No plane, helicopter, for South Korea's Kim assassination unit

By Elizabeth Shim
No plane, helicopter, for South Korea's Kim assassination unit
A South Korean special forces unit that was assembled to target North Korea's Kim Jong Un may not be getting sufficient funds for a plane or helicopter, according to a local press report. Photo by KCNA/UPI | License Photo

Dec. 6 (UPI) -- South Korea is expected to increase defense spending by 7 percent in 2018, but funds to supply a "Kim Jong Un decapitation unit" with an aircraft and a helicopter may not be available.

The defense budget approved Wednesday was raised to nearly $40 billion, but only about $312,800 will be used to supply reinforcements to the special brigade that could remove Kim from power, in the event of a strike against Seoul, News 1 reported.


That figure is also about 1 percent of the entire South Korean budget going to special units, about $24 million.

Most of the special unit budget is going toward the purchase of soundproof headphones, biometric equipment, fluoroscopes and other technology that are not categorically weapons.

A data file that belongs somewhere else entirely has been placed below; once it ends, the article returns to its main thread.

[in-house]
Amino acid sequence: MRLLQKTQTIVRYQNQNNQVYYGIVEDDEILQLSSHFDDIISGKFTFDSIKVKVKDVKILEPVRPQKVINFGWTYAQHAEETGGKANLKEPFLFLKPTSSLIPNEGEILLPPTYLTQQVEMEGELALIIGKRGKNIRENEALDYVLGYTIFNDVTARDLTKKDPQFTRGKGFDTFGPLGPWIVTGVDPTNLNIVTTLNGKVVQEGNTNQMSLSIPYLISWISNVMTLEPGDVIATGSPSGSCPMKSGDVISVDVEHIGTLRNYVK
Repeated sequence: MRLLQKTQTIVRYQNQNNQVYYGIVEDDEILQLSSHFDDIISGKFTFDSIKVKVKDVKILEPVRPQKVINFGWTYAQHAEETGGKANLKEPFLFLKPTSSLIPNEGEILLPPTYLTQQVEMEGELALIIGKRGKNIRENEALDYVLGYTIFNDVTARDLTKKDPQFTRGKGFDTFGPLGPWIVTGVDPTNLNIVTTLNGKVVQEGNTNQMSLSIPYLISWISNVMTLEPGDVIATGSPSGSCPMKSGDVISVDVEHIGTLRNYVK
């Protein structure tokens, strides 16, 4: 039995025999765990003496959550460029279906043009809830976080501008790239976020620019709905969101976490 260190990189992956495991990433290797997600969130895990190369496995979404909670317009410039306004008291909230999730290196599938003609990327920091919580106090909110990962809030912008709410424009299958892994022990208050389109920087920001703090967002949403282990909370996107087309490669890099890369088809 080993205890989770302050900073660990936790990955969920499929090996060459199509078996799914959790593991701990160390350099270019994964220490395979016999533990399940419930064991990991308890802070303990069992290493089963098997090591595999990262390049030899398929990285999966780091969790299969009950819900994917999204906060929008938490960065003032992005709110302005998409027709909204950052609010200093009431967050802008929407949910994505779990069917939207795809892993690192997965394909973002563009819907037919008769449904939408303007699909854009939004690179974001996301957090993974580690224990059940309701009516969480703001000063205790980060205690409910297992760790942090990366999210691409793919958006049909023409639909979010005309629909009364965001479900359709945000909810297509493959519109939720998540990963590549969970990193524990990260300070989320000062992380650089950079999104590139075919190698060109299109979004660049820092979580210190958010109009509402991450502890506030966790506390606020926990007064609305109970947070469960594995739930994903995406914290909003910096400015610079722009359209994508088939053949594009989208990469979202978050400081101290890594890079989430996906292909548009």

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Plans to upgrade the military's CH-47 Chinook helicopters by 2018 are also unconfirmed.

A transport plane for the decapitation brigade and a special helicopter may also no longer be within affordability.

A South Korean defense official who spoke to News 1 said it is likely any funds being allocated toward upgrades will be recorded "at the end of the year."


The relatively small budget for the assassination unit is raising concerns over whether the unit, part of the plan known as the Korea Massive Punishment and Retaliation will be able to carry out its operations in the event of conflict.

A second defense official told News 1 that even with the "delay" in "supplying a dedicated plane" to the unit, the unit can still be deployed with other aircraft.

The size of the brigade is about 1,000, according to the report.

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The defense budget plans come at a time when South Korean President Moon Jae-in continues to stress his position on pre-emptive strikes.

Speaking at a luncheon for South Korean religious leaders, Moon said he "would not tolerate" any pre-emptive strikes on the North, and that he has communicated the policy to the United States, Yonhap reported Wednesday.

Moon also said he is planning to launch dialogues to resolve the North Korea nuclear issue.

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